Tuesday, February 20, 2007

Whet Tuesday

Tom says:
The sidebar to the right provides a general overview of what Seriously Fun Food is at its essence. Aside from our opening date--still tentative as of this writing--the question on everyone's mind seems to be: Yeah, okay, but what's on the menu?

It's Fat Tuesday in New Orleans, but here at the blog, it's Whet Tuesday. As in we're going whet New England's appetite with a select preview of an item off Z's menu. In the weeks leading up to the opening, these previews will continue to pop up here and there on the blog.

Long-time readers know that Z offers reinterpretations of classic fare that has become part of the American dinner table's vernacular. Some of the dishes we'll preview here are ones I've spent my career developing. Others riff on meals I've eaten during my travels. And still others pay homage to the family recipe archives.

Today we're previewing one of Z's starters. Its composition is influenced heavily by growing up in California's Central Valley and the ways in which my mother infused our lives with the area's rich, agricultural bounty. You've all eaten this combination at one time or another, whether you want to admit it or not because, let's be honest: who doesn't love chicken fingers and fries?

Really, if this dish weren't already fun, it wouldn't be on the thousands of menus it is. So how does Z make its Crispy Chicken Seriously Fun?

By going back to my roots.

Where we lived in the Central Valley, nut tree groves defined the landscape and nuts of all kinds were a constant in our house. Anti-junk food to a fault, my mother always pointed us toward a bowl of of them when we wanted a snack (still in their shells of course, as heaven forbid she make it easy for us). It's just my humble opinion, but a house with a nuts will never be a home.

Anyway, nuts, in general, were common for us. Macadamia nuts, specifically, were not. Due to their relative cost in the 70s, it was only around the holidays that these beauties showed up and, as a result, my mother rationed them like so many coins knowing full well I'd eat through the can in an hour if left unsupervised. But it was only when I started work for a Boston-area caterer a few years ago that I learned how versatile macadamias could be and what a fantastic breading they make for chicken.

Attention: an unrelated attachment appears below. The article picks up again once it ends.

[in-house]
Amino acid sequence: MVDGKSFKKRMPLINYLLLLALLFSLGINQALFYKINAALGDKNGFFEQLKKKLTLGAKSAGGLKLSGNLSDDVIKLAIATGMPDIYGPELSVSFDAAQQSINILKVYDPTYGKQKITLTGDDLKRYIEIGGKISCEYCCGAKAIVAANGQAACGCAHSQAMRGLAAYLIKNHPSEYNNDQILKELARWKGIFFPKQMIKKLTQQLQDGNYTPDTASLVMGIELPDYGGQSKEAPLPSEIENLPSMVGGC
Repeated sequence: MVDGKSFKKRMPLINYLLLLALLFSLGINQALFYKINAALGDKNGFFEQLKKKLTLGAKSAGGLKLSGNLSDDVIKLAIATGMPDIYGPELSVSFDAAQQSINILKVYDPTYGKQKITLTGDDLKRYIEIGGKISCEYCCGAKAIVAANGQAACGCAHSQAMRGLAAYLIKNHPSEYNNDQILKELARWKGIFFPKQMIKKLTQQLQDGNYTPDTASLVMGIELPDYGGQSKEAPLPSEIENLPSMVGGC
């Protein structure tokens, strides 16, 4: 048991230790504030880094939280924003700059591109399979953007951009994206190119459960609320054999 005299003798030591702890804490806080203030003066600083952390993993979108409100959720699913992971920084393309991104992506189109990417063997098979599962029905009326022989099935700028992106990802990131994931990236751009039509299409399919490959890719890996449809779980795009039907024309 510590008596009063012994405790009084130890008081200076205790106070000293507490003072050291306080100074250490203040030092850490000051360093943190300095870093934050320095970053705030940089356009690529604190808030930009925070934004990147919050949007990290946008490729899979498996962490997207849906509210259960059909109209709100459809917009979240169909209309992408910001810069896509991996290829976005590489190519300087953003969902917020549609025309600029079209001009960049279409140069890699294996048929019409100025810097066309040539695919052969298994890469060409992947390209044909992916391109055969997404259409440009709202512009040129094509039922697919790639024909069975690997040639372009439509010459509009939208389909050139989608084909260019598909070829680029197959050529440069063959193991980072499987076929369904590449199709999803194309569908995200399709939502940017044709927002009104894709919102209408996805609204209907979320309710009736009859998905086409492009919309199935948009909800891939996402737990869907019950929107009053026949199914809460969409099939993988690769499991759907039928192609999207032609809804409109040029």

Then there's my mother's jam. Of all the canning and jamming and preserving my mother does--apples, cherries, peaches, plums, etc.--what she does with apricots can only be described as world class. Preserves this perfect don't respond well to lots of tinkering, but by mixing in a little of this and a little of that, I created a sweet-and-sour fruity goodness of a dipping sauce that you might just want to eat with a spoon.

Okay, so sweet potatoes are native to Central America and not the Central Valley (these tubers can be traced back 10,000 years in Peru but only appeared in the United States around the 16th century), but you can't argue with their taste, texture or nutritional value. Z's sweet potato fries are cut shoestring style which makes them all the better to share with your dining companions...

...or not. You may decide you want to keep them all for yourself.


Anonymous said...

Not sure how many people and comments you've had following the opening of Z, but I wanted to say that I'm truly excited. I live a short walk around the corner and I'm thrilled to see a creative/modern restaurant starting up. Good luck, you'll definitely have my business!

Tom & Maureen said...

Thanks 'anonymous' - most folks seem to email us more than comment here on the blog, but everyone's support, good wishes and interest is appreciated more than they know. We hope that once we're open and you do come in, you'll introduce yourself! Best - Tom & Maureen